How It’s Possible for a Baby to Have Three Parents
How It’s Possible for a Baby to Have Three Parents.
Pictured:A digital rendering of a mitochondrion- Russell Kightley/Science Source.
On Tuesday, Britain’s lower house of Parliament voted that it is righty-ho for a child to have three parents. No, this has nothing to do with freaky sex stuff. Rather, it’s a genetics thing—a particular method of in vitro fertilization that inserts parts of one woman’s cells into a second woman’s egg. Specifically, the procedure replaces via transplantation the birth mother’s mitochondria—the energy-making power plants of every cell that have their own DNA, separate from the DNA that builds the rest of the body.
The transplants would, if successful, fix a set of generally fatal diseases in the womb. The fertilizational three-way starts out with two sets of eggs, one set from a mother with errors in her mitochondrial DNA. “Then we take eggs from another woman, a donor whose mitochondria is free from the mutations,” says Shoukhrat Mitalipov, a geneticist who specializes in mitochondria at Oregon Health & Science University in Portland. Using high-powered microscopes, microsurgical needles, and lasers, physicians remove the nucleus from each cell with the mitochondrial problems. “We keep the nuclei from the donor female, and place them in the cytoplasm from the other donor,” Mitalipov says. The whole procedure takes less than an hour.
Most human genes, about 25,000 or so, reside in the nucleus. These are responsible for making people people. But 37 little oddball genes in the mitochondria control the biochemical reactions a body uses to create energy. “Those don’t make up what we are in terms of appearance or mental abilities,” says Mitalipov. But you can imagine what happens if that DNA—so-called mtDNA—has mutations that hobble the ability of the mitochondria to make energy. This can manifest in a number of different illnesses—among them Leigh’s disease, progressive infantile poliodystrophy, and Barth syndrome—and possibly even epilepsy, diabetes, bad eyesight. Just like DNA in a nucleus, mothers pass along mitochondrial DNA to children, warts and all. But unlike the genes a baby inherits from its mother’s egg and father’s sperm, mitochondrial DNA has nothing to do with the baby’s looks, temperament, or non-mitochondrial fitness. At least, that’s the hope.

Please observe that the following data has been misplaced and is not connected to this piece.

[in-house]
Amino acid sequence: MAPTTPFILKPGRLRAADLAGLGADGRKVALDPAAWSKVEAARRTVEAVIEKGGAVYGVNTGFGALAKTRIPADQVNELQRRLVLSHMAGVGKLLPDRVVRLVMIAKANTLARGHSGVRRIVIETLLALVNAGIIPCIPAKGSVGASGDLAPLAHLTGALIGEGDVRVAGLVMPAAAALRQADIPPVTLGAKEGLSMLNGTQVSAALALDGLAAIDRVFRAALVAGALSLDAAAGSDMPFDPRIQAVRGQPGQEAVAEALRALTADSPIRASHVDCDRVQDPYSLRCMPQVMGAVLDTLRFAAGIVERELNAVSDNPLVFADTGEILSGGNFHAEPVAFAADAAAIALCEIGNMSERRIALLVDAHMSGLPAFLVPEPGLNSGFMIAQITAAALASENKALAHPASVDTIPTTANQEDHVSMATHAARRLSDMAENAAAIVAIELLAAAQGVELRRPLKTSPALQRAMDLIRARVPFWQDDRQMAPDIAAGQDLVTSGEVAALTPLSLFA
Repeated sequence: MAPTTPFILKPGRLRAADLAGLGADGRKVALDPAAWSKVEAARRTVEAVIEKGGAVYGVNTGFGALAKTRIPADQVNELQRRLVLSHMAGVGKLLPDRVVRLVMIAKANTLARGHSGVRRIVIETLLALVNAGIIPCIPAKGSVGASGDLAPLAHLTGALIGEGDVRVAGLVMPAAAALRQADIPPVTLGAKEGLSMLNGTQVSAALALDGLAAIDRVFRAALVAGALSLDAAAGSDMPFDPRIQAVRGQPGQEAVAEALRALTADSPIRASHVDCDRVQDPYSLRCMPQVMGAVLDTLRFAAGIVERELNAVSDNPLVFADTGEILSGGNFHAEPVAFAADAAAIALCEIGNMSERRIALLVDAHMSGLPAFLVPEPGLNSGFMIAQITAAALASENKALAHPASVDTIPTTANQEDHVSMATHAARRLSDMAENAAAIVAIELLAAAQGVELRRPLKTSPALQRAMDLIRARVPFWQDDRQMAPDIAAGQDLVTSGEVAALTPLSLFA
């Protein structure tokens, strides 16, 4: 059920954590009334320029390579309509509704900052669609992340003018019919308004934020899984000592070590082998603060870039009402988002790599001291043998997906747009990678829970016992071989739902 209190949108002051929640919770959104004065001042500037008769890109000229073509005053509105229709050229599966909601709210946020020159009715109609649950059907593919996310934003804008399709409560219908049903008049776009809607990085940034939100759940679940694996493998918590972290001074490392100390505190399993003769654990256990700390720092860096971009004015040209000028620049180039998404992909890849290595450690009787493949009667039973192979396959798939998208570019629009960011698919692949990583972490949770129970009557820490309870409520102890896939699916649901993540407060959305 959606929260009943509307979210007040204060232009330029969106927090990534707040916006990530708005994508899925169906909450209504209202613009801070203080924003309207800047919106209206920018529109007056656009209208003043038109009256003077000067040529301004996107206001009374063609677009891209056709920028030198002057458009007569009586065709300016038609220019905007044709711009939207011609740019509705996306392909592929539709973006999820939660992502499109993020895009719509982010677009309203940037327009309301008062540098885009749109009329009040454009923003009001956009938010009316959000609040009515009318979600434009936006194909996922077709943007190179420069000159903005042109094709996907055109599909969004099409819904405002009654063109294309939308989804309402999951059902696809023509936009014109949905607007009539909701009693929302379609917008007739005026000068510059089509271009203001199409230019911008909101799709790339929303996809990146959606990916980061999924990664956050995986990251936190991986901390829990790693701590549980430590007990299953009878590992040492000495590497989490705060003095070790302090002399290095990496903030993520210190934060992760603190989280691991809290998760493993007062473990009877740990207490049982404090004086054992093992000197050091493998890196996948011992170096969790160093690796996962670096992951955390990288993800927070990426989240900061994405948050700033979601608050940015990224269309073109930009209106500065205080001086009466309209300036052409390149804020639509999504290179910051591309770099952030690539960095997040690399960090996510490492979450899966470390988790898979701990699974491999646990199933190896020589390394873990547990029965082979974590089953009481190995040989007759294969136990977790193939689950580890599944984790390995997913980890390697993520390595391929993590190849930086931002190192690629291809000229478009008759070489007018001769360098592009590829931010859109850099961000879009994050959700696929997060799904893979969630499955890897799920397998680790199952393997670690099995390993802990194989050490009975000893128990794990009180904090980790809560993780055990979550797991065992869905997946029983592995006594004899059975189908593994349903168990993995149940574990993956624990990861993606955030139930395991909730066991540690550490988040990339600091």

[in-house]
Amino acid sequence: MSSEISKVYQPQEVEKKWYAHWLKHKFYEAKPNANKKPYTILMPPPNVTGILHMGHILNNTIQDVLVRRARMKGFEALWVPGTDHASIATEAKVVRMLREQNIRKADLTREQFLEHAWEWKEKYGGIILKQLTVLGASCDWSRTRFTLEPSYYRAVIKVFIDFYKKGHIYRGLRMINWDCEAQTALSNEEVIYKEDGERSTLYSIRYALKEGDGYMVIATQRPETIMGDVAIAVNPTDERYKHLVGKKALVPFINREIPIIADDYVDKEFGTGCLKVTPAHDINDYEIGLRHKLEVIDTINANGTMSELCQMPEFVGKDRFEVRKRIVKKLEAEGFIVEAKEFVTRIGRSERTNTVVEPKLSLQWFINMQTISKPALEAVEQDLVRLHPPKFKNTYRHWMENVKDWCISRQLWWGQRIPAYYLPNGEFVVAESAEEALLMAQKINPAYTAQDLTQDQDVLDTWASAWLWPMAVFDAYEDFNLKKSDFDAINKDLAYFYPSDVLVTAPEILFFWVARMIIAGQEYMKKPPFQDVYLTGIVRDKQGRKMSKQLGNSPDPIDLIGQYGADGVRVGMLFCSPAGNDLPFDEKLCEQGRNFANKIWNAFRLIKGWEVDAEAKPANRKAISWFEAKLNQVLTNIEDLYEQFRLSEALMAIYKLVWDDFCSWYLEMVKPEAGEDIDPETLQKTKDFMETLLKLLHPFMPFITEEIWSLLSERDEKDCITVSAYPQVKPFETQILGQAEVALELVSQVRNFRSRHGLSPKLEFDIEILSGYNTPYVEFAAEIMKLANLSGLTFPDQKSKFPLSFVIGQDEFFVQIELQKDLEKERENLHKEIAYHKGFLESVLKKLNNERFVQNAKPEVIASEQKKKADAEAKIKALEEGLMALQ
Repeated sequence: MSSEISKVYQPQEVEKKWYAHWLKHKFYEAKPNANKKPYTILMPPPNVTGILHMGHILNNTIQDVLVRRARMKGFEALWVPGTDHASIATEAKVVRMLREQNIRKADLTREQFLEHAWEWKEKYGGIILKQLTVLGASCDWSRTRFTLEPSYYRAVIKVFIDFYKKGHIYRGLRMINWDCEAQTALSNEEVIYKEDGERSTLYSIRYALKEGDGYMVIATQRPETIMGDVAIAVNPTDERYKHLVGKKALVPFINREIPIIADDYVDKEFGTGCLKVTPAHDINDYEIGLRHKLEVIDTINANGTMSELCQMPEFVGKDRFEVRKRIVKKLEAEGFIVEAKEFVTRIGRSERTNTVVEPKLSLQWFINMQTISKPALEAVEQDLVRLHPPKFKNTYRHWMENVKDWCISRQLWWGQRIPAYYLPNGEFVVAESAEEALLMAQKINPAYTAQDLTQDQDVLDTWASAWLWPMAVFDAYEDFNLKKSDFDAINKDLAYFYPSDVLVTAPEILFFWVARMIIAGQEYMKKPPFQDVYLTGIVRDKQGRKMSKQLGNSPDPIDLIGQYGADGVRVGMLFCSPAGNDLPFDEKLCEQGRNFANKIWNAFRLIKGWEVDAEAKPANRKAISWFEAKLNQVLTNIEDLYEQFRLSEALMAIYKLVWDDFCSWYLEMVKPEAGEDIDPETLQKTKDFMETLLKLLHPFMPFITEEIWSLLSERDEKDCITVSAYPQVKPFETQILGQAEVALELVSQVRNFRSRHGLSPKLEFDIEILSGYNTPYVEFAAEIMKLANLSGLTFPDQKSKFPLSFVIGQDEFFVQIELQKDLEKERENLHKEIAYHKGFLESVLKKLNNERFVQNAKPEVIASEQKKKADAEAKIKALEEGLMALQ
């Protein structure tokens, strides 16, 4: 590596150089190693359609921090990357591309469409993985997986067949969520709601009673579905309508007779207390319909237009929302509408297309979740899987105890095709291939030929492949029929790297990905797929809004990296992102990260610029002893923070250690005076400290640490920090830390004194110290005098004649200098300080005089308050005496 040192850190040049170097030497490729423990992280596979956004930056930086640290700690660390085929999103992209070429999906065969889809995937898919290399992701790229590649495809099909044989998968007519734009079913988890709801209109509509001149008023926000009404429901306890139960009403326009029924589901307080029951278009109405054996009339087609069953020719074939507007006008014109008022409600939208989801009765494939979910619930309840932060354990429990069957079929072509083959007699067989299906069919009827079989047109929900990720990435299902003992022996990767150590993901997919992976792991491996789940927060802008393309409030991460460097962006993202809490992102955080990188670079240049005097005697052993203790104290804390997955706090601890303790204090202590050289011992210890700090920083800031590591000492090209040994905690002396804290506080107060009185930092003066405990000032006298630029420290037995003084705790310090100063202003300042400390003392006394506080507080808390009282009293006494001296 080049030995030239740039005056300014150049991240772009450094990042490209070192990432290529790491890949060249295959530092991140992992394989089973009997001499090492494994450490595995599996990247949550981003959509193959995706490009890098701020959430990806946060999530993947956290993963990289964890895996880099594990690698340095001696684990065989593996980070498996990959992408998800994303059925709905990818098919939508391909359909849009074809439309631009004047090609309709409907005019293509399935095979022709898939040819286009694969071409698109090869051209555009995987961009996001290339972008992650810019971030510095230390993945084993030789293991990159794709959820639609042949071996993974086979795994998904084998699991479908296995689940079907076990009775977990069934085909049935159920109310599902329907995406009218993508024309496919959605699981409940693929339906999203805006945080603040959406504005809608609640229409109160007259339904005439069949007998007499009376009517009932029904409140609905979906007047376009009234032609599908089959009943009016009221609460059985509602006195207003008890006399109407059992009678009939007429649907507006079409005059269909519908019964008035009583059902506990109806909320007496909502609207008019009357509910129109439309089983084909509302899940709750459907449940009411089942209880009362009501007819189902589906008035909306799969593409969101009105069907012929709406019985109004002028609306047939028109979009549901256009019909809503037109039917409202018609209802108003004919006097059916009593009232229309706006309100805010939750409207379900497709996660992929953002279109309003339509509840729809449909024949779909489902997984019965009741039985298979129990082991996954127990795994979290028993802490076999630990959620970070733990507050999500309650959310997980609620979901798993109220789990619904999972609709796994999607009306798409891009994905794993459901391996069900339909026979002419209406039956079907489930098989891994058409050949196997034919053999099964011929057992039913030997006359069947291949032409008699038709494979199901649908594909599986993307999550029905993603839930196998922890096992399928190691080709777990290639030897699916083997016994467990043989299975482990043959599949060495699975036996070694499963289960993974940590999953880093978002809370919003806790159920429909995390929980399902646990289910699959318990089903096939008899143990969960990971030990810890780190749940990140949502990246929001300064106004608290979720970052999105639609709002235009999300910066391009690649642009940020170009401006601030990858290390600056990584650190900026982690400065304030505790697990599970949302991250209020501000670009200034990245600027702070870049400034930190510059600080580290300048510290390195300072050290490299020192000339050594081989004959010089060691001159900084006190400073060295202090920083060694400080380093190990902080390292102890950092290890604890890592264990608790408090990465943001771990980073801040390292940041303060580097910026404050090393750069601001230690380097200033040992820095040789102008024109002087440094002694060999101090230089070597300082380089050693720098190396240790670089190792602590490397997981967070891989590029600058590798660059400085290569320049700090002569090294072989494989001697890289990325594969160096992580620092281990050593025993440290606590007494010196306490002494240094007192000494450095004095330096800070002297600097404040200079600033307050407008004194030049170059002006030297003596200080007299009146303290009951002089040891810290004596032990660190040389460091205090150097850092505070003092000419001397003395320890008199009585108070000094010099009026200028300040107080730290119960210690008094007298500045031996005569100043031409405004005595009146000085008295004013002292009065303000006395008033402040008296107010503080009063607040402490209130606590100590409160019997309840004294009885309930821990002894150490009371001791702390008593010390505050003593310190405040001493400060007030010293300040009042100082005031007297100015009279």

Granted, developmental biologists still don’t know everything about how mitochondria affect an embryo. But proponents say they have learned enough through non-human research—on everything from rats to rhesus monkeys—to allay those fears. “We know what mitochondria can do, and we know what mutations can do,” says Mitalipov. “That was the primary reason why we decided to define this procedure.” But passing along genetic information could be a double-edged sword, and there’s the possibility that procedures like this will propagate mitochondrial traits that are currently invisible, or poorly understood. To critics, this gap in understanding demands more time.
In the US, they’re getting their wish. FDA approval to begin Phase I clinical trials—which would permit researchers to do perform mitochondrial transfer on human cells—is still pending. Once the agency does green light research in humans, it could be at least a decade before the procedure reaches your local IVF clinic. And nothing’s final in the UK, either. The legal fate of three-parent babies won’t be decided until the end of the month, when it will most certainly be the subject of much harumphing in the House of Lords. - http://www.wired.com/2015/02/baby-two-mommies-daddy-cool/
By Nick Stockton.
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